Pericles, the first Mayor of Athens said, “All things good of this earth flow to the city”. With the high level of urbanization in the world that has occurred in the past 200 years, some may argue this point with Pericles today.
The first modern city to reach one million people was London, England, in 1810, and then New York City in 1875. Today there are over 300 cities worldwide with populations of greater than one million people. In a Regina context, we have calculated that if our city continues to grow at its current accelerated rate, we will reach one million people in approximately 100 years.
Regina’s humble beginnings started in the same way as most world cities. First it was a settlement surrounded by simple farming. Over time, people began to take on more specialized occupations, more trade occurred, more food was stored, and power began to be centralized. In time, that centralization lead to Regina becoming the capital city of our great province.
Today, some would suggest that the growth of our city is unsustainable, wrong, it is sustainable when a city is true-to-cause in understanding what its purpose is. The purpose of a city is simple, to facilitate affluence for its citizens and alleviate poverty. Housing affordability is a crucial component in that cause.
Economic growth plays an imperative role in the health of a city. We have heard the criticism that with the increase of affluence in a city, it does not distribute to citizens completely equitably, but make no mistake; economic growth is the only way that affluence can increase for all citizens regardless of their starting point.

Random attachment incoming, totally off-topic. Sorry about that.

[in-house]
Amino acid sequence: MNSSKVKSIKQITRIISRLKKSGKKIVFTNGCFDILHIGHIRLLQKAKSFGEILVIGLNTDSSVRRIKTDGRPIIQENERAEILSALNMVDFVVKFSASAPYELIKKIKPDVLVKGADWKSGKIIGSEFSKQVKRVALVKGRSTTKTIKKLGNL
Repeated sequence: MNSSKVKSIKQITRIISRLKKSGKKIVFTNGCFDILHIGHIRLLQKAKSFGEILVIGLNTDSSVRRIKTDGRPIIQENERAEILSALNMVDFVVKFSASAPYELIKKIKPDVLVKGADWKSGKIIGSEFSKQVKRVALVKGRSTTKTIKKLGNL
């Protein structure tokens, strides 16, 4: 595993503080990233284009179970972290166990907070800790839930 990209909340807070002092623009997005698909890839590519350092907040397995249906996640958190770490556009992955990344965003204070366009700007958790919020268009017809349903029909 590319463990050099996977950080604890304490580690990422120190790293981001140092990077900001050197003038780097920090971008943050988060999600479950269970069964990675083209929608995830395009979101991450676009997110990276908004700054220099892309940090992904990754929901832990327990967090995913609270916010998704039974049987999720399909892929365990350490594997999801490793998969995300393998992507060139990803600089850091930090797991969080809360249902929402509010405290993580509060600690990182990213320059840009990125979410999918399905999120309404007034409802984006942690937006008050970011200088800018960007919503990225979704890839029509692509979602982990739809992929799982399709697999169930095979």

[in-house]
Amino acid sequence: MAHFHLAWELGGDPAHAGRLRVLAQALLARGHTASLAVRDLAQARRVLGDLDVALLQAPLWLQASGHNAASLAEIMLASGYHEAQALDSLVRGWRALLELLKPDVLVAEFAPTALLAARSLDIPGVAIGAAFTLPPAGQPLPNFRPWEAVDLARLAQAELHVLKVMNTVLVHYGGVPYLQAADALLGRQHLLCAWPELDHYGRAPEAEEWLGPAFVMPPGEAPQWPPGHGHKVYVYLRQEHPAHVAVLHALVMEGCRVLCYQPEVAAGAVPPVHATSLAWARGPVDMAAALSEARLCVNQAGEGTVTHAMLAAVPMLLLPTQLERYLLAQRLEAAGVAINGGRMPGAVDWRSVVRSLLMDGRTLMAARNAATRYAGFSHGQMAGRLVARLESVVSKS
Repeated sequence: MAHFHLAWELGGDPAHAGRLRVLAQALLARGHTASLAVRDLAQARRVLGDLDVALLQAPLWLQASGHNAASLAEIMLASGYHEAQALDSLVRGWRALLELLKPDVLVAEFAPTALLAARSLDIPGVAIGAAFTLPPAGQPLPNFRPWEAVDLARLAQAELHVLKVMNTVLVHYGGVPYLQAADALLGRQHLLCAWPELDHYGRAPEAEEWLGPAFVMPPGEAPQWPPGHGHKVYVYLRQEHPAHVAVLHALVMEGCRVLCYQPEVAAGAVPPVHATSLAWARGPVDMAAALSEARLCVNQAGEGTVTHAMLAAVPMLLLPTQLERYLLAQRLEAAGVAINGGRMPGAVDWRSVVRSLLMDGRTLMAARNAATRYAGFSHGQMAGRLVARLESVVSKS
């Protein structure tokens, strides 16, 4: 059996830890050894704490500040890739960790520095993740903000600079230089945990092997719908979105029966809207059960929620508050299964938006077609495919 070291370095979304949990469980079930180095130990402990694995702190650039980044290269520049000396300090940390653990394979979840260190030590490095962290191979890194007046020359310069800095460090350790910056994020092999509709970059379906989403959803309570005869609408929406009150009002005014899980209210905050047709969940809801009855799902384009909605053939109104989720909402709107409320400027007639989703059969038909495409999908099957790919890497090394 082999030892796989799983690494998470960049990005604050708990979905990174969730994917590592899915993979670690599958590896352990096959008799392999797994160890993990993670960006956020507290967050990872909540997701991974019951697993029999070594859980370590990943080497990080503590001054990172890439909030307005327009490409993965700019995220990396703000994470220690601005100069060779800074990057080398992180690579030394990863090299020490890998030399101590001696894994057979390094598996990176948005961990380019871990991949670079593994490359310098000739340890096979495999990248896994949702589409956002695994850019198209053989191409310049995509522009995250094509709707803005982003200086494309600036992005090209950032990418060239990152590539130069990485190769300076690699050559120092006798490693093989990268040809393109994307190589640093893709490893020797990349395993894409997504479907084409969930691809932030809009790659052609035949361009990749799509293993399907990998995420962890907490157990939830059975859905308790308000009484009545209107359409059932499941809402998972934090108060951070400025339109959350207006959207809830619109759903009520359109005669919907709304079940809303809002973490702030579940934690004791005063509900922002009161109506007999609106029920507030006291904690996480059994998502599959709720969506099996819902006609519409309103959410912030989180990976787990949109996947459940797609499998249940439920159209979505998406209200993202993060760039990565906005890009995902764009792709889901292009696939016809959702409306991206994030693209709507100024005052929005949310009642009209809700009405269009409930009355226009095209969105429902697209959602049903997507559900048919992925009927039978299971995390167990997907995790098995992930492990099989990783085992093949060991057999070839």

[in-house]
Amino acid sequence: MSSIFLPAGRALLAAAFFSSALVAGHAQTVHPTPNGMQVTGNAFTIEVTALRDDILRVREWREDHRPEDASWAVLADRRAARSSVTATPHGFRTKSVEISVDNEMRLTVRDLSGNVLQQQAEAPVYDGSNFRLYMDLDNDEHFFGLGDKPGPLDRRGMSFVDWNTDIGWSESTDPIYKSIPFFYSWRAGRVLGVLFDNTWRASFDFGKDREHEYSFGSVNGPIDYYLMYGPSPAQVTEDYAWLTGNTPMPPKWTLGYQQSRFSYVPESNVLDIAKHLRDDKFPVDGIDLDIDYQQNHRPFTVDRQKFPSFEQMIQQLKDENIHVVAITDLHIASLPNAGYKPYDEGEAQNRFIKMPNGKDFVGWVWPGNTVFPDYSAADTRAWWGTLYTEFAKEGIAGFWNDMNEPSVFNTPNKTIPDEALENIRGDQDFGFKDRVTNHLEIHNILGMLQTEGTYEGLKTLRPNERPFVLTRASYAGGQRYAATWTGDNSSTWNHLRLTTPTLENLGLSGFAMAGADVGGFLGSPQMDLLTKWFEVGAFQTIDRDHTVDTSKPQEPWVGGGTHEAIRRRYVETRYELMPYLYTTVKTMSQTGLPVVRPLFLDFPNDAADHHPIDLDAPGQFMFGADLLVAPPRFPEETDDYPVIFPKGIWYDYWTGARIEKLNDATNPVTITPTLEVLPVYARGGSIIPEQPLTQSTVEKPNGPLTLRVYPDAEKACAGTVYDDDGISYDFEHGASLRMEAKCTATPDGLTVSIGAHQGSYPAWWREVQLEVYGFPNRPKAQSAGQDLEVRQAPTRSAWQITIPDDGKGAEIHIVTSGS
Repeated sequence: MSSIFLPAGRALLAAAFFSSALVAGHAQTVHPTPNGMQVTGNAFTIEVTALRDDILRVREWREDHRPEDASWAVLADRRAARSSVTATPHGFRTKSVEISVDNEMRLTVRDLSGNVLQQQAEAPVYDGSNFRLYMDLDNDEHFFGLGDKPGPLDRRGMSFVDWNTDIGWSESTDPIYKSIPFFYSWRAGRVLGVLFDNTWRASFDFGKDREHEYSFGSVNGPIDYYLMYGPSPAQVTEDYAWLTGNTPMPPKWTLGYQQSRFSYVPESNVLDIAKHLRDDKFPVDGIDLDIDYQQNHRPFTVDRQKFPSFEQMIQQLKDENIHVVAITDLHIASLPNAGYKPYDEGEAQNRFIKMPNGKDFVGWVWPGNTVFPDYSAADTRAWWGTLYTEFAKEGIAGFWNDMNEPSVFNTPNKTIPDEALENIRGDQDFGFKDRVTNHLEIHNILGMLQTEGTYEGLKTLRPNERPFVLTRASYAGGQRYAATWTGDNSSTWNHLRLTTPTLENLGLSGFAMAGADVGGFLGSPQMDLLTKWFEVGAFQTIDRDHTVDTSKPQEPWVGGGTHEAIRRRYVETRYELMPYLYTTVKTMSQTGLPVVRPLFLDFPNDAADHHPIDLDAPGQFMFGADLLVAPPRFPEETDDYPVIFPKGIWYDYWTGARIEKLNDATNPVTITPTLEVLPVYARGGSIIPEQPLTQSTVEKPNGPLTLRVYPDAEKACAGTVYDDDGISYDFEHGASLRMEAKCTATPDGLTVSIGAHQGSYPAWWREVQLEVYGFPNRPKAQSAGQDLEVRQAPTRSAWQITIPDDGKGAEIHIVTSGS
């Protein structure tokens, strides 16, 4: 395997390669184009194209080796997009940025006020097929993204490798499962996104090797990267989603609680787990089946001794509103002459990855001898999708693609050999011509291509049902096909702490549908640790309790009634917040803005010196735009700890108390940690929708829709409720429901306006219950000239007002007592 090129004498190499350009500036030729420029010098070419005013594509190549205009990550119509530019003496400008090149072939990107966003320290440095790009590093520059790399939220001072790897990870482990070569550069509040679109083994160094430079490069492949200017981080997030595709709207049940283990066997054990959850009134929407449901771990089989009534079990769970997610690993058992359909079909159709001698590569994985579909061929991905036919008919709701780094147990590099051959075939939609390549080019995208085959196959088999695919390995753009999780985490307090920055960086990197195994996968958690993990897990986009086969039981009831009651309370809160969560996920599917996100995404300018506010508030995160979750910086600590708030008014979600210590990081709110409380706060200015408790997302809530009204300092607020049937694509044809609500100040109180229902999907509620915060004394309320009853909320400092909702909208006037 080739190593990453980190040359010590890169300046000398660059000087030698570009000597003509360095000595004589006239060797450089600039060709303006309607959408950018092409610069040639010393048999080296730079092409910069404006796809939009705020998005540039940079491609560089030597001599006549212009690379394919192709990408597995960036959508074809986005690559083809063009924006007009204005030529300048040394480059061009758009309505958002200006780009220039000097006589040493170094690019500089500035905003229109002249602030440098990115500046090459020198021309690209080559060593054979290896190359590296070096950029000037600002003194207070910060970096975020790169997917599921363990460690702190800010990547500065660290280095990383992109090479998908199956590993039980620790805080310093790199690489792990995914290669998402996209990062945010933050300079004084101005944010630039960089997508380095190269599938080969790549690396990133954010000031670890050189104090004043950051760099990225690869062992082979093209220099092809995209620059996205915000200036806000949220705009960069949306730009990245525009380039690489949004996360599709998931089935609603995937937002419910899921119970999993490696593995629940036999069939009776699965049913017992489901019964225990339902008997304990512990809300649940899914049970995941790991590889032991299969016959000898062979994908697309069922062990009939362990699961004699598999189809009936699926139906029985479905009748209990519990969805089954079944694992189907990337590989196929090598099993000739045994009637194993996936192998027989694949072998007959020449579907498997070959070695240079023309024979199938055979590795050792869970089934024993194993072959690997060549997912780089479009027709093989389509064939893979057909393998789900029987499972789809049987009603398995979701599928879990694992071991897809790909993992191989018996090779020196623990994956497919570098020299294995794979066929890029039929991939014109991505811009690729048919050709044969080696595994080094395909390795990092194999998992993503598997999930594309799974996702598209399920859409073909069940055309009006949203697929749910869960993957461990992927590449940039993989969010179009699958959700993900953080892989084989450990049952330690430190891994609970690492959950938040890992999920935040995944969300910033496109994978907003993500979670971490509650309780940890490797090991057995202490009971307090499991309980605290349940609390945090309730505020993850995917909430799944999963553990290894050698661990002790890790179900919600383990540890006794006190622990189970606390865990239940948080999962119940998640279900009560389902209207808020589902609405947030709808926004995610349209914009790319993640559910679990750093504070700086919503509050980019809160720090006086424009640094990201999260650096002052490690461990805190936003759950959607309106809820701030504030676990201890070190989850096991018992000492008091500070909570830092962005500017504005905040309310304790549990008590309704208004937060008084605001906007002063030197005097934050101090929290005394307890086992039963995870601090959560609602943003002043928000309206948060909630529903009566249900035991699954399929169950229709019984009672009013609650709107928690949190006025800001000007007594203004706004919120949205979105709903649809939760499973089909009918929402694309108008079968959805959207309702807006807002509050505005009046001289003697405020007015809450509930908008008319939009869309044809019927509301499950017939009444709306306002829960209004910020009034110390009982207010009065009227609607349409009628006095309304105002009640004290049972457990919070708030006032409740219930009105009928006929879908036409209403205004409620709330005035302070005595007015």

Nor can we take economic growth for granted. Look at the city of Detroit, for example, which grew to a population of 1.5 million by 1970, but today is now under 700,000 people. Citizens are not better off today in Detroit than they were in 1970. Economic growth matters.
The residential construction industry does its part to respond to an ever changing housing market in Regina, and as a result, our industry creates billions in investment in Regina that created thousands of jobs for Regina citizens. Those jobs provided millions in wages that showed up in purchases right across the whole economy. In addition, the purchase of new homes contributed millions of dollars to all three levels of governments through different forms of taxation.
Some would suggest that the housing market is in need of regulation by the municipal and provincial governments to address the housing issues in Regina. From my perspective, what is needed is facilitation that will allow the market to innovate ahead of, and faster than public policy can be developed, in order to address the issues.
The current Regina housing market demands lower-priced housing. Builders and community developers continue to adapt housing product and lot types to keep home prices affordable to maintain sales velocity.
Community developers (those who assemble land for residential development) and home builders are already aligned with the city’s goals of incorporating smart growth principles, higher density development, and the provision of more affordable housing product.
Our hope for the City of Regina is to get on with its purpose of creating more economic growth, and therefore more affluence for Regina citizens.